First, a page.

The diskette rotates inside its jacket. It is continuously cleaned by the soft fabric
lining within.
NOTE
Use only formatted RXSOK diskettes, available from Digital or its
licensed distributors.
DISKETTE _ _~
WRITE PROTECT
NOTCH
JACKET
DISKETTE
SURFACE
DO NOT
TOUCH
PROTECTIVE
ENVELOPE
2-11
Operation
Inserting a Diskette
• Open the diskette drive door by pressing on its outer edge.
• Align the orange arrow on the diskette with the orange stripe on the drive and
insert the diskette.
• After inserting the diskette. press the diskette drive door to close it.
• Make sure the drive door is fully closed. The drive does not work with the door
open.
• Do not open the drive doors when the drive indicators are lit. Information could
be lost.
• Always return diskettes to their protective envelopes when you are through
using them. Tiny particles of dirt or dust can cause errors in reading or writing
data.
• Make and keep backup copies of all working diskettes. Refer to your software
documentation for instructions.
Backup Diskettes
Backup diskettes are duplicates of the information stored in your disk drive(s).
They provide insurance against accidental loss of your information.
• Make backup copies on diskettes or magnetic tape.
• Make a daily backup copy of all information you have changed or created.
• Make a weekly backup copy of all information stored on your fixed disk drive.
• Store all backup copies in a safe place.
• Keep an extra copy of each backup diskette.
• Refer to your software documentation for instructions.
2-12
Operation
o
ALIGN THE ORANGE ARROW ON THE DISKETTE WITH
THE ORANGE STRIPE.
2-13
Operation
TK50 TAPE CARTRIDGE
The TK50 tape drive holds one removable magnetic tape cartridge.
• The TK50 tape cartridge stores information magnetically in the same way sound
is recorded on an audio cassette.
• Each tape cartridge stores up to 94 million characters - the equivalent amount
of information that can be stored on 232 RX50 diskettes.
• Information stored on a tape can be erased and replaced.
• A TK50 tape cartridge stores information on only one side. You must insert the
tape cartridge correctly. Make sure the arrow on the tape cartridge faces left.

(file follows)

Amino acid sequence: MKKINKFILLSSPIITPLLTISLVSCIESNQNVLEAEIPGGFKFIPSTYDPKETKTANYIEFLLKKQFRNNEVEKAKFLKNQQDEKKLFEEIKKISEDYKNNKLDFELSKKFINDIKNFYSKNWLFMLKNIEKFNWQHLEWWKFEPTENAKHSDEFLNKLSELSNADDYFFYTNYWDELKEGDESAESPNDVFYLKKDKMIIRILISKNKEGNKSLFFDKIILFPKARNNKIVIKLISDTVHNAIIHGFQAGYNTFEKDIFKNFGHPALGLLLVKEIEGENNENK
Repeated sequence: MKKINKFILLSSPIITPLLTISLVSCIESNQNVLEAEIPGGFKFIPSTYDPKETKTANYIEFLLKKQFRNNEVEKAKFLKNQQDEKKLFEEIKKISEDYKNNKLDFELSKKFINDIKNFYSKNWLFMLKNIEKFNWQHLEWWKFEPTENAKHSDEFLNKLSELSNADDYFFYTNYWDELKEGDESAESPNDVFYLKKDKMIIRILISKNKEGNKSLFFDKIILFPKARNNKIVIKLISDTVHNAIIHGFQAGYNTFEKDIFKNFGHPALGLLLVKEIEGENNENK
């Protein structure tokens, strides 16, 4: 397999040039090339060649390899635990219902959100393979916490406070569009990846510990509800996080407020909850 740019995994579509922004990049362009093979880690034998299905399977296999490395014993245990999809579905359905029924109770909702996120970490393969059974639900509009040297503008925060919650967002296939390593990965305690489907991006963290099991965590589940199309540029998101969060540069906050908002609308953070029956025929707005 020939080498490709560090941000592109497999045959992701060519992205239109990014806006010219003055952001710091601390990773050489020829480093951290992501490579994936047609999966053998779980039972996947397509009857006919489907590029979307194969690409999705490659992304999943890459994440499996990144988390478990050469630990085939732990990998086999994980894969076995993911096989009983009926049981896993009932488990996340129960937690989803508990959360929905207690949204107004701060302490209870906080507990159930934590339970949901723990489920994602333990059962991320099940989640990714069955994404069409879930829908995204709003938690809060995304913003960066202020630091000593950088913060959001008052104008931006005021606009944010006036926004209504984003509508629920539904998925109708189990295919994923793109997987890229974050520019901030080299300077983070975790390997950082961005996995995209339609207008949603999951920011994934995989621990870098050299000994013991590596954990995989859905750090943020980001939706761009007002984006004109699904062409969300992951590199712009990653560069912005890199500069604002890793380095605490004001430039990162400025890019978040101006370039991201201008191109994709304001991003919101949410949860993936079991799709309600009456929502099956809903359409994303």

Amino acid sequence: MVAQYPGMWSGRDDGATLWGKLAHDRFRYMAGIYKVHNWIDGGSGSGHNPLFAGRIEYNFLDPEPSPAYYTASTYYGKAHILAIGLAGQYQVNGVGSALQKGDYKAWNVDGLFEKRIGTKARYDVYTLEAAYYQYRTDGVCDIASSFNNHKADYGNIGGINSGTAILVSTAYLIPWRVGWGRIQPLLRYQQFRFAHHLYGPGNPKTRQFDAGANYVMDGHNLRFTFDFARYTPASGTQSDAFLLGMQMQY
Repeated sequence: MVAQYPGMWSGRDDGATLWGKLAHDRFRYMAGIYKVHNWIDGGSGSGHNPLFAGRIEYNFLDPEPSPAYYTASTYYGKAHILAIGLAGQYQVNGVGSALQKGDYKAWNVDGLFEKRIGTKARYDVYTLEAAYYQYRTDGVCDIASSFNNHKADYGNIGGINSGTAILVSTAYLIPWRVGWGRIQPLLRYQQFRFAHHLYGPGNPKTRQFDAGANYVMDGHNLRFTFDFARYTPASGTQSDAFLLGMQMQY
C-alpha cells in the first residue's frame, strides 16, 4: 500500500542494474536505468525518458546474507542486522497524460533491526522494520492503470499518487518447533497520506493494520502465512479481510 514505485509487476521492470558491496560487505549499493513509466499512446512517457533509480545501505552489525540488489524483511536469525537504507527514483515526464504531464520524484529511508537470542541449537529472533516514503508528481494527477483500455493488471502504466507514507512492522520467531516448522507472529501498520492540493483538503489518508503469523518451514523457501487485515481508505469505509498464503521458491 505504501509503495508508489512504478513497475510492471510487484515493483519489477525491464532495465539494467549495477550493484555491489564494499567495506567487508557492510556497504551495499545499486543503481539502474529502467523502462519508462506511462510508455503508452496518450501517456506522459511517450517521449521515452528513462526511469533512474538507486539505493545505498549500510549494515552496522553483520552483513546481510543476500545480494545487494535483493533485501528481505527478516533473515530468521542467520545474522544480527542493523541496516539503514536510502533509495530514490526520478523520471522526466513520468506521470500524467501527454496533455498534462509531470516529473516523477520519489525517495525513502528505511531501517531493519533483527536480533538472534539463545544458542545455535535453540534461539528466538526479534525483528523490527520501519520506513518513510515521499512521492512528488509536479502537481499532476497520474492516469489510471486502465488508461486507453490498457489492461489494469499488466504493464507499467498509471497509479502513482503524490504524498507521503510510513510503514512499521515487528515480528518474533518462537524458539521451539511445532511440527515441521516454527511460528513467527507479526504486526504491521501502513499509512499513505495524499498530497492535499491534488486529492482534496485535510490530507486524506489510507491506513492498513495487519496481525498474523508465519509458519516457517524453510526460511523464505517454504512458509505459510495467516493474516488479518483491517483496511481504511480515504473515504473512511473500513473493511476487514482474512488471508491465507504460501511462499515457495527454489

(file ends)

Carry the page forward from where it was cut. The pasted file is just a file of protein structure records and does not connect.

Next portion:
2-14
Operation
Labeling a TK50 Tape Cartridge
• Insert the label into the slot on the front of the tape cartridge.
• Never apply adhesive labels to the top, bottom, or sides of the tape cartridge.
• Never write on the tape cartridge with a pen or pencil.
LABEL
2-15
Operation
Write-Protecting a Tape Cartridge
Write-protecting a tape cartridge prevents accidental overwriting of information
stored on the tape.
• Slide the write-protect switch to the left to write-protect the tape.
• Slide the write-protect switch to the right when you want to add or change
information on the tape.
•
->I.
_-11
2-16
NOTWRITEPROTECTED
WRITEPROTECTED
Operation
Care and Handling of Tape Cartridges
• Allow a new, prerecorded tape cartridge to stabilize for 24 hours at room
temperature before using it.
• Store cartridges in a dust-free environment.
• Store at an even temperature between 10°C-40°C (50°F-104°F).
• Keep cartridges away from heaters, photocopiers, and direct sunlight.
• Keep cartridges away from magnets and equipment that generates magnetic
fields, such as motors and transformers.
• Keep cartridges away from terminals and X-ray equipment.
• Always handle tape cartridges gently.
NOTE
Use only TK50 COMPACTapes available from Digital or its
licensed distributors.
MAKE SURE
ARROW
FACES --+-~~U
LEFT
TAPE RELEASE SPRING
DO NOT TOUCH
2-17
Operation
Inserting a Tape Cartridge
• Make sure the Load/Unload button is out.
• Set the system's On/Off switch to 1 (ON).
- The TK50 red indicator is ON during the tape drive power-up self-test
(approximately two seconds).